Jeremy Preston, violin
Susan Freier, violin/viola
Melissa Matson, viola
Stephen Harrison, cello
Keisuke Nakagoshi, piano
Kyle Bruckmann, oboe
Benjamin Britten Phantasy Quartet in F minor, Op. 2 (1932)
Rebecca Clarke Piano Trio in E-flat minor (1921)
Sir Edward Elgar Piano Quintet in A minor, Op. 84 (1919)
The Ives Collective presents powerful live music experiences through fresh and informed interpretations of established masterworks and underappreciated gems. With core members and Artistic Co-Directors Susan Freier and Stephen Harrison, the Collective wants to share their joy in bringing together old friends and new in a variety of combinations to perform the widest possible spectrum of chamber music.
Jeremy Preston is a section violin player with the San Francisco Ballet Orchestra, and the principal second of the San Francisco Opera Orchestra. Prior to this he was the Associate Concertmaster of the Oakland East Bay Symphony and a tenured member of the North Carolina Symphony for seven seasons. He has performed with many orchestras throughout the U.S. and in the Bay Area, including the San Francisco Symphony and the New Century Chamber Orchestra. Jeremy is an avid chamber musician and has performed at venues throughout the Bay Area. Previously, he was a member of the North Carolina String Quartet and frequently performed with the Mallarme Chamber Players, the Peace College Manning Chamber Players, New Music Raleigh, and the Eastern Music Festival Chamber Players.
Trained at the New England Conservatory of Music, Rice University, and the Cleveland Institute of Music, Jeremy’s teachers include Marylou Speaker Churchill, Lynn Chang, Kathleen Winkler, Sally Thomas, and William Preucil. His chamber music coaches include Norman Fisher, Pamela, and Claude Frank and members of the Cleveland and Juilliard Quartets.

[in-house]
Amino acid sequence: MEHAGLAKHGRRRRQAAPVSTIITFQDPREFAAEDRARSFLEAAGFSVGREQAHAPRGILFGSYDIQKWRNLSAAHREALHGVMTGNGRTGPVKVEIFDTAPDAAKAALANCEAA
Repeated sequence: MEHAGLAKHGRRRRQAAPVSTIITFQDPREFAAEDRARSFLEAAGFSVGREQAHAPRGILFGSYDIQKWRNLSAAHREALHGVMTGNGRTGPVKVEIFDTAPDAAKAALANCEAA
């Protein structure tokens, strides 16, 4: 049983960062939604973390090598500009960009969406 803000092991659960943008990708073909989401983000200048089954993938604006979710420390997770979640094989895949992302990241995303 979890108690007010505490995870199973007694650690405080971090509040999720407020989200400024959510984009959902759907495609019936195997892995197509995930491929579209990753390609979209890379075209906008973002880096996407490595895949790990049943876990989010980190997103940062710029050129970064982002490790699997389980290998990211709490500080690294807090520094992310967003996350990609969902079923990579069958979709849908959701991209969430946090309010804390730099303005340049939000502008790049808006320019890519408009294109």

Jeremy maintains an active teaching studio out of his apartment in the Haight and loves living and hiking in the beautiful city of San Francisco.
Susan Freier, violin/viola, and co-Artistic Director of the Ives Collective, earned degrees in music and biology from Stanford University as a Ford Scholar and continued her studies at the Eastman School of Music where she co-founded the award-winning Chester String Quartet. The Chester went on to win the Munich, Portsmouth (UK) and Discovery Competitions and were the quartet-in-residence at Indiana University, South Bend.
In 1989 Susan returned to her native Bay Area and joined the Stanford faculty and the Stanford String Quartet. She performs with the San Francisco Contemporary Music Players and has been an artist/faculty member at the Newport Music Festival, Garth Newell, Music in the Mountains, Rocky Ridge Music Center, and the Schlern and Orfeo Music Festivals (Italy). Susan teaches and performs at the Mendocino Music Festival, the SoCal Music Workshop and the Telluride Chamber Music Festival.
Melissa Matson is a versatile chamber musician and the principal violist of the Rochester Philharmonic Orchestra. She is Artistic Director of First Muse Chamber Music (an annual series of concerts at First Unitarian Church in Rochester), and is a frequent performer with Chamber Music Rochester and the Skaneateles Festival (NY). She is a founding member of the Amenda Quartet, whose acclaimed 2015-16 Project Ludwig performed the complete string quartets of Beethoven in the Rochester area. Her solo appearances with the RPO include Berlioz’s Harold in Italy (with conductor Andreas Delfs) and two performances of Mozart’s Sinfonie Concertante (with violinists Juliana Athayde and David Brickman).